Sentences can reach a maximum of 18 years.
Research suggests that the majority of sentences meted out under previous legislation for a similar category of offences were well under 10 years.
Sentencing Council member, Rosina Cottage QC, said in a statement, “Modern slavery targets vulnerable people who are exploited for financial gain by the offenders and can cause serious physical and psychological harm.”
Judges are asked to use leniency for sentencing of those involved in trafficking or slavery who are themselves victims.
The new guidance comes as illegal migrant crossings over the English Channel continue to surge beyond previous levels.
Just three years ago, Channel crossings were only a tiny fraction of illegal immigration.
Already this year over 11,000 people have made the crossing from France on what are typically small inflatable boats.
A total of 8,417 made the journey in the whole of last year—four times the number for 2019.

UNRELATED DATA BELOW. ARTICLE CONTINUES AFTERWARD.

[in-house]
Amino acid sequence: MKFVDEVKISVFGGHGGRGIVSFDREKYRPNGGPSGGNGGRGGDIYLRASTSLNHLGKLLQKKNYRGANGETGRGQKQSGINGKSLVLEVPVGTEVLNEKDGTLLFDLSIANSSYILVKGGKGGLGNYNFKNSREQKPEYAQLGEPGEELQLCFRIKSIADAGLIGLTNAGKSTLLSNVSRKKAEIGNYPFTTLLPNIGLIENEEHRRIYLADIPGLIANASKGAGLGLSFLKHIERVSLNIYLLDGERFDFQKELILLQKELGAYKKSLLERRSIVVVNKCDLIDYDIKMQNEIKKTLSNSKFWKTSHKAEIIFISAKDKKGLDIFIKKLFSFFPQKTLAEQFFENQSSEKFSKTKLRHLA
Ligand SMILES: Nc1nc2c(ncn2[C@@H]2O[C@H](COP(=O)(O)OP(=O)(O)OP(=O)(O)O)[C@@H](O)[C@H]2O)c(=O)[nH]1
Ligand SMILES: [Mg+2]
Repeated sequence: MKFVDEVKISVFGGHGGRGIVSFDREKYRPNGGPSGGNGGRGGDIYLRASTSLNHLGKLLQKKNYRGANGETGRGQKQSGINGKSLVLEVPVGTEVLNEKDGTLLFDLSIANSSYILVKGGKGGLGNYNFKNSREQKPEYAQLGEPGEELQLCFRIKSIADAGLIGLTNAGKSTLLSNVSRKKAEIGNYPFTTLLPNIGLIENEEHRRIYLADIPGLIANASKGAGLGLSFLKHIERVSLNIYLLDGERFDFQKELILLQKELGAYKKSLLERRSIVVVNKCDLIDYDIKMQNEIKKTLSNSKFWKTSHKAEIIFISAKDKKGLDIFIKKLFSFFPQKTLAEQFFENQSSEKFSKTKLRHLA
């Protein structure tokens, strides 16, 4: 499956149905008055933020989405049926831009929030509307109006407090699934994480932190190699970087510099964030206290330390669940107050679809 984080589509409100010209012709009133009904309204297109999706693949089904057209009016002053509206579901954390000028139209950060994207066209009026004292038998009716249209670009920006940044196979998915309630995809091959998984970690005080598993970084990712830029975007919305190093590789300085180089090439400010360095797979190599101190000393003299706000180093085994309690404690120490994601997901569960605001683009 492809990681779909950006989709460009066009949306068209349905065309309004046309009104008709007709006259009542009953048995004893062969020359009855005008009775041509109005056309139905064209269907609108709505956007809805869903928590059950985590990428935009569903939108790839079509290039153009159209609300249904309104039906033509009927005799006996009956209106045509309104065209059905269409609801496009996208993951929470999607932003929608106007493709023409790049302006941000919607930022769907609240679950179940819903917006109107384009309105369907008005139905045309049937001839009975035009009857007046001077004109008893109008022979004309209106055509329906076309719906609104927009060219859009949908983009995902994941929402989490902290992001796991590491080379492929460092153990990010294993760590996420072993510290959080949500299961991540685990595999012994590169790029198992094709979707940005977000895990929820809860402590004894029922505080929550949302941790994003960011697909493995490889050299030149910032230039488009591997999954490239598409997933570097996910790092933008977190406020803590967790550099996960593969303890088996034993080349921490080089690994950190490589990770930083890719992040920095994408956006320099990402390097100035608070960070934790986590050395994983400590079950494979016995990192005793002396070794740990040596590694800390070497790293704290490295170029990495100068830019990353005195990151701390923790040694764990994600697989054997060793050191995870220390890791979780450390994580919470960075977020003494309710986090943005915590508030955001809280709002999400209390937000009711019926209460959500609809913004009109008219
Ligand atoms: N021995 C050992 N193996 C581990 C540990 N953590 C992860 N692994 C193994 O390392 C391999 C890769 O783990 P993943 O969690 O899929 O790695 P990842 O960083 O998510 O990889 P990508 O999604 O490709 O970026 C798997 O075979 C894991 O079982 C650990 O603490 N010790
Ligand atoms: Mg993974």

In 2018, just 299 people made the crossing, according to Home Office figures.
Home Secretary Priti Patel has vowed to make crossing what is one of the world’s busiest shipping lanes “unviable” for the smugglers and immigrants.
The government recently introduced the Nationality and Borders Bill, which is currently making its way through parliament, aimed at revamping the “broken” immigration system.
The government claims it will provide better support for those in genuine need of asylum, while at the same time weeding out bogus claims, as well as deterring illegal immigration.
The proposed law would raise the penalty for illegal entry from six months to four years imprisonment, and mete out life sentences for trafficking.
There is a lack of precise information on levels of what might be categorized as illegal immigration into the UK, in part because the definition of “illegal” immigration is hard to pin down and is subject to different interpretations and uses.
A report by the London School of Economics in 2007 (pdf) estimated the number of “irregular” migrants living in the UK was 533,000—a little under 1 percent of the population.
According to the Home Office, last year, when migration dropped due to pandemic restrictions, “known illegal entry” was around 16,000 people .